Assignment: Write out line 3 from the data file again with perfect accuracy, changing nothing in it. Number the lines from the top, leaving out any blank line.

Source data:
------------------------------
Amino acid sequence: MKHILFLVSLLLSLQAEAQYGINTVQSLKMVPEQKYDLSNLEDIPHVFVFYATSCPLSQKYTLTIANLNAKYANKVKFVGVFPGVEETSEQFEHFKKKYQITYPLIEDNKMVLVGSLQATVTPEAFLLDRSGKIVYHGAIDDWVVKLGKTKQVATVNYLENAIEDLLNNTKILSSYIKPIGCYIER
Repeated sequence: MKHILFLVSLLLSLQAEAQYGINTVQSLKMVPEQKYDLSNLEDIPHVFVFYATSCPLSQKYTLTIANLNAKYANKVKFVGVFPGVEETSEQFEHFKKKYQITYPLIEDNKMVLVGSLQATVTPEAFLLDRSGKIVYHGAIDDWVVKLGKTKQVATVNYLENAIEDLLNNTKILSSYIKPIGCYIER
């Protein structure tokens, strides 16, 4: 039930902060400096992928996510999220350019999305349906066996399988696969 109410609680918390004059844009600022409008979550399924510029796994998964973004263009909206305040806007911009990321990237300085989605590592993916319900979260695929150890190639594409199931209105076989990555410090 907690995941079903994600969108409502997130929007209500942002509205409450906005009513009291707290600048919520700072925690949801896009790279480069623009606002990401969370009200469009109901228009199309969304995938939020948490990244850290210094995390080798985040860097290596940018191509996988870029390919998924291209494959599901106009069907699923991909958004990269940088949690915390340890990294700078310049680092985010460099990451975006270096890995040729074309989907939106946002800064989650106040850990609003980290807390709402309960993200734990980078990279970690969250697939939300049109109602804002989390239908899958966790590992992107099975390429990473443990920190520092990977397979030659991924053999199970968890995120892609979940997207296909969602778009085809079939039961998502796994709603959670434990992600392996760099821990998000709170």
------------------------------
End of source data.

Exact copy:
């Protein structure tokens, strides 16, 4: 039930902060400096992928996510999220350019999305349906066996399988696969 109410609680918390004059844009600022409008979550399924510029796994998964973004263009909206305040806007911009990321990237300085989605590592993916319900979260695929150890190639594409199931209105076989990555410090 907690995941079903994600969108409502997130929007209500942002509205409450906005009513009291707290600048919520700072925690949801896009790279480069623009606002990401969370009200469009109901228009199309969304995938939020948490990244850290210094995390080798985040860097290596940018191509996988870029390919998924291209494959599901106009069907699923991909958004990269940088949690915390340890990294700078310049680092985010460099990451975006270096890995040729074309989907939106946002800064989650106040850990609003980290807390709402309960993200734990980078990279970690969250697939939300049109109602804002989390239908899958966790590992992107099975390429990473443990920190520092990977397979030659991924053999199970968890995120892609979940997207296909969602778009085809079939039961998502796994709603959670434990992600392996760099821990998000709170």